Niagara Falls, from the American Side

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Niagara Falls, from the American Side
Frederic Edwin Church - Niagara Falls, from the American Side - Google Art Project.jpg
ArtistFrederic Edwin Church
Mediumoil on canvas
Dimensions257 cm × 227 cm (101 in × 89 in)
LocationScottish National Gallery, Edinburgh, Scotland

Niagara Falls, from the American Side is a painting by the American artist Frederic Edwin Church (1826–1900). Completed in 1867, it is based on preliminary sketches made by the artist at Niagara Falls and on a sepia photograph. It is Church's largest painting.[1] The painting is now in the collection of the Scottish National Gallery.[2] Church was a leading member of the Hudson River School of painters.[3]


The painting depicts the view from the east side of Niagara Falls – the American side. In the spray of the waterfall a rainbow is visible. The painting has been described as giving the impression of the water being in constant motion, rushing down, roaring.[4][5]


Church made his first painting of the falls in 1857. He had visited the falls several times in July and late August the previous year, making a number of pencil and oil sketches from different points of view. He elected to paint the scene from the Canadian side, choosing unconventional dimensions for the painting that emphasized the panoramic effect.[6]

This first painting was an immediate success, attracting over 100,000 visitors within the first fortnight of its premiere at a New York gallery. Following this, it was exhibited at major cities on the Eastern seaboard, toured Britain twice and was selected for the 1867 Exposition Universelle in Paris. It was purchased by the recently founded Corcoran Gallery of Art in 1876, cementing that institution's success. When the Corcoran closed in 2014, its collection was gifted to the National Gallery of Art, Washington, D.C.[6]

Niagara Falls, from the American Side was commissioned from Church by the American art dealer Michael Knoedler in 1866. It was the third painting of the series and may have been originally destined for the Exposition. Like many of Church's works of the 1850s and 1860s, it was exhibited in New York City, and then sent to London, where a chromolithograph was made. In 1887 the painting was purchased by John S. Kennedy, who gifted it to his homeland of Scotland.[2] Niagara Falls, from the American Side is the only major work by Frederic Edwin Church which is in a public collection in Europe.[2][7]


One of the studies of the Niagara falls

The canvas is painted in the Romantic style and captures the aesthetic principles of the sublime and the picturesque.[8] Church was a member of the Hudson River School, a group of landscape artists, whose aesthetic vision was influenced by romanticism. The Romantic movement validated intense emotions. The movement was placing new emphasis on the sentiments of visionary and transcendental experience. Emotions like awe – especially that which is experienced in confronting the sublimity of untamed nature and its picturesque qualities – were now entirely new aesthetic categories, and very different from art styles of the same era – the unemotional Realism[9] and of the calm, balanced Classicism[10] – as a source of aesthetic experience.[11][12]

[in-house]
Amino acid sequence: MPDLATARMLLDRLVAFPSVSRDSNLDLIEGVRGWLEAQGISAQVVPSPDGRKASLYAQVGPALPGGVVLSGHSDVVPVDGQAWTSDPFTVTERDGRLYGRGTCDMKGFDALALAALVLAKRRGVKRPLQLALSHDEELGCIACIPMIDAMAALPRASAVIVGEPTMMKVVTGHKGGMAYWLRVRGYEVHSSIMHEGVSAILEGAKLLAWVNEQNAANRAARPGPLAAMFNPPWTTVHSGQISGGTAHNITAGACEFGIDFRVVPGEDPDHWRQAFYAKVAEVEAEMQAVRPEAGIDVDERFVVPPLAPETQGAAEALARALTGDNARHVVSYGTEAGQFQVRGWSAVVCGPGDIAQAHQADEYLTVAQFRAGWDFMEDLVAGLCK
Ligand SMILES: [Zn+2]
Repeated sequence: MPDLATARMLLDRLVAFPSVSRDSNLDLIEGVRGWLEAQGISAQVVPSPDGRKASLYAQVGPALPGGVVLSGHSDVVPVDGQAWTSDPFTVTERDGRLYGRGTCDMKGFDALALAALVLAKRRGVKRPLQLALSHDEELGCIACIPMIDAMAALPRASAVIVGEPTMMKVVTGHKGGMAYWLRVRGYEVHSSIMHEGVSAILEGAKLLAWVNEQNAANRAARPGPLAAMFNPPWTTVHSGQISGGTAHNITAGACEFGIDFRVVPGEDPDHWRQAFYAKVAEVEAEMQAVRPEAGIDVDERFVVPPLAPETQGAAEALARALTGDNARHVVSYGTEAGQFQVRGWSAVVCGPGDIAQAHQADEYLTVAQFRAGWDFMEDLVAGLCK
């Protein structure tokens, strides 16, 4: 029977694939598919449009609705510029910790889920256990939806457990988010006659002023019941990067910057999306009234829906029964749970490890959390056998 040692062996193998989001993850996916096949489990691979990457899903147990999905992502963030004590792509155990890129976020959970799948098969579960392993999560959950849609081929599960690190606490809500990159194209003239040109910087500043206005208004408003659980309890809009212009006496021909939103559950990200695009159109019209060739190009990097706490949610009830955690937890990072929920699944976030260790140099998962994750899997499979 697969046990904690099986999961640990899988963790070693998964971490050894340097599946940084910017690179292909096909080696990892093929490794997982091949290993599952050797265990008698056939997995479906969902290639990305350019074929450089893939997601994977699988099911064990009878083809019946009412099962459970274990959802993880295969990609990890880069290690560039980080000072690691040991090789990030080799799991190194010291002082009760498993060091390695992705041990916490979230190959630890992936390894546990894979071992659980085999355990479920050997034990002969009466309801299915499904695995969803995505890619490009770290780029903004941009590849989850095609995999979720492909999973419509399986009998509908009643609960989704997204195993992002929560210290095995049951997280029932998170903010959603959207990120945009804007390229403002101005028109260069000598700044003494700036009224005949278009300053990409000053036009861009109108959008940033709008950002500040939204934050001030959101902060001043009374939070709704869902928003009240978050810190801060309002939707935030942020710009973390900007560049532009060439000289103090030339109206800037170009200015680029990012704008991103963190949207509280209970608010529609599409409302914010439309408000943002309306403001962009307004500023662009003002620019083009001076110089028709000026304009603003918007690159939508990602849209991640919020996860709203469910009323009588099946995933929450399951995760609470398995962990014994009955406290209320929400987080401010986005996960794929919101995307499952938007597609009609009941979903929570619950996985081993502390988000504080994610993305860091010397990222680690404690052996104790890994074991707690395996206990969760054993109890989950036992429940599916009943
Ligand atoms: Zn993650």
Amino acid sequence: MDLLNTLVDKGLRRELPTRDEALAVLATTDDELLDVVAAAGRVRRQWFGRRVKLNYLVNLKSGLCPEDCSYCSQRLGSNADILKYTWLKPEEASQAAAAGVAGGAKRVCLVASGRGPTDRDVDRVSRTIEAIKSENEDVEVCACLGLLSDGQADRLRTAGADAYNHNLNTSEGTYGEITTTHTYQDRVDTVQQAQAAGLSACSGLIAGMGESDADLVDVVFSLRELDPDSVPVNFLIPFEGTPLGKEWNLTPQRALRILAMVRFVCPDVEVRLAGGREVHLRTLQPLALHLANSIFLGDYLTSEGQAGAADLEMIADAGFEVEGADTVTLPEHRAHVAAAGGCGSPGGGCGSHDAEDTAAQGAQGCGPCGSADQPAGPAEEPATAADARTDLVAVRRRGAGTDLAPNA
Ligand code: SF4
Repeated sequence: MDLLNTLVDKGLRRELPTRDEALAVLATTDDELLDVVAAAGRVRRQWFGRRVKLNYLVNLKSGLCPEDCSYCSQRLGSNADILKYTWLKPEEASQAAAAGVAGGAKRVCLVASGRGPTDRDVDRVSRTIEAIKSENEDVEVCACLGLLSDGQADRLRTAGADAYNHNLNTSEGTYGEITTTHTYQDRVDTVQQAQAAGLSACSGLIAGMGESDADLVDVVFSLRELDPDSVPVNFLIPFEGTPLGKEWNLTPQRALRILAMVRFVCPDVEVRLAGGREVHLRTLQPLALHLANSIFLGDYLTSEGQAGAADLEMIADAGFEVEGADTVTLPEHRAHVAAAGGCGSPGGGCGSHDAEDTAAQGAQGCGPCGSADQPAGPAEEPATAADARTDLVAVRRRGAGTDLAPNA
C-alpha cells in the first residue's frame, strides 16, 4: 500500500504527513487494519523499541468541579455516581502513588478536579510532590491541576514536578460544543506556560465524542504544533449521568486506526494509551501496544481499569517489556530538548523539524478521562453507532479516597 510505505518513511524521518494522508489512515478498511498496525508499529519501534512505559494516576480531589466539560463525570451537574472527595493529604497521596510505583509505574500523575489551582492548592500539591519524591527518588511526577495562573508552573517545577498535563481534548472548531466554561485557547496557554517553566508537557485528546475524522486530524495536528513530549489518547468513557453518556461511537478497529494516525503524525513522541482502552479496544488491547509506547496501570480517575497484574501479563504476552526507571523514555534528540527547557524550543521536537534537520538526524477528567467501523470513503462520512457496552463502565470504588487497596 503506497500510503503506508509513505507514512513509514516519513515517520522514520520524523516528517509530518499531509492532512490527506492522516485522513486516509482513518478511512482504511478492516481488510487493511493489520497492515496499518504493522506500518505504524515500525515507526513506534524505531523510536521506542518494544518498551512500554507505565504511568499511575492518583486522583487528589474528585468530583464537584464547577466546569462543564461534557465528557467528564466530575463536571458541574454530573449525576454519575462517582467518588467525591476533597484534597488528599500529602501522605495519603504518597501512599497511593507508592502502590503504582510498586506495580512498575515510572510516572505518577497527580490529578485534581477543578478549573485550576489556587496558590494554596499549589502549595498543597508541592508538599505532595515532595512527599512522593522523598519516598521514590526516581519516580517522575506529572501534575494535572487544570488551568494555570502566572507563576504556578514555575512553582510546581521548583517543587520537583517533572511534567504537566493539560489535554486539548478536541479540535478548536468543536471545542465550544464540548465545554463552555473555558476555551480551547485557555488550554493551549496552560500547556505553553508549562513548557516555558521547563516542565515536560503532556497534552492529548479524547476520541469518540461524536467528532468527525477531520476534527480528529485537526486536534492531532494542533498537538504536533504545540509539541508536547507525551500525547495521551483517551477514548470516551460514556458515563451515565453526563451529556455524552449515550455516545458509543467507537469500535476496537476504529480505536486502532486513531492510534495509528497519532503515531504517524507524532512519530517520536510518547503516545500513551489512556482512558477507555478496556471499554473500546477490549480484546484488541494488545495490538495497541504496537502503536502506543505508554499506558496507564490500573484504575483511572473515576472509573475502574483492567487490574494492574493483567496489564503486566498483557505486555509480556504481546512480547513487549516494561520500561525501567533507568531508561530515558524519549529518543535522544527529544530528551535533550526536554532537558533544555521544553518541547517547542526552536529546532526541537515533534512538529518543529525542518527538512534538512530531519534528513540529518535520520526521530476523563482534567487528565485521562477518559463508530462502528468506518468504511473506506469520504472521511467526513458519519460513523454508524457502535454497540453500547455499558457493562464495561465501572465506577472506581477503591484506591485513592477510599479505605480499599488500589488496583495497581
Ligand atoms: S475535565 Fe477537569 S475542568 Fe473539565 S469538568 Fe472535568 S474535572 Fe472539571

The Sublime view of nature was as something of a large scale dramatic subject, an expression of the sublime – defined by Edmund Burke as the strongest emotion that can be felt.[13][14][15]


  1. ^ Harvey, Eleanor Jones; Church, Frederic Edwin (2002). The Voyage of the Icebergs: Frederic Church's Arctic Masterpiece. Dallas Museum of Art. p. 22. ISBN 9780300095364.
  2. ^ a b c "Niagara Falls, from the American side". National Galleries Scotland. Retrieved 8 October 2014.
  3. ^ Craven, Wayne (2003). American art: history and culture (1st ed.). New York: McGraw-Hill. pp. 207–209. ISBN 0071415246.
  4. ^ [Linda Lee Revie The Niagara Companion: Explorers, Artists and Writers at the Falls. — Wilfrid Laurier University Press, 2003. — 212 с. — ISBN 978-0-889-20433-1]
  5. ^ "Great Works: Niagara Falls, from the American Side, 1867 (260cm x 231cm), Frederic Edwin Church". The Independent. Retrieved 11 November 2014.
  6. ^ a b "Niagara". National Gallery of Art. Retrieved November 26, 2015.
  7. ^ "Neither land nor water:Martin Jonson Heade, Frederic Edwin Church and American landscape painting in the nineteenth century" (PDF). WRLC. pp. 23–26, 36–38, 40. Retrieved 8 October 2014.
  8. ^ "The University of Chicago: beautiful, sublime". Retrieved 11 November 2014.
  9. ^ "Metropolitan Museum of Art". Retrieved 1 November 2014.
  10. ^ [Neoclassicism]
  11. ^ "American Sublime". Retrieved 11 November 2014.
  12. ^ "Romanticism". Retrieved 11 November 2014.
  13. ^ "American Sublime: Landscape Painting in the United States 1820–1880 (exhibition in 2002)". Tate Press Office. Retrieved 8 October 2014.
  14. ^ "Encyclopædia Britannica article on Romanticism". Encyclopædia Britannica, Inc. Retrieved 8 October 2014.
  15. ^ Burke, Edmund. "On the Sublime and Beautiful". Bartleby. Retrieved 8 October 2014.

Further reading[edit]

  • Johnstone, Christopher, "Niagara Falls from the American Side 1867", National Galleries of Scotland, 1980

External links[edit]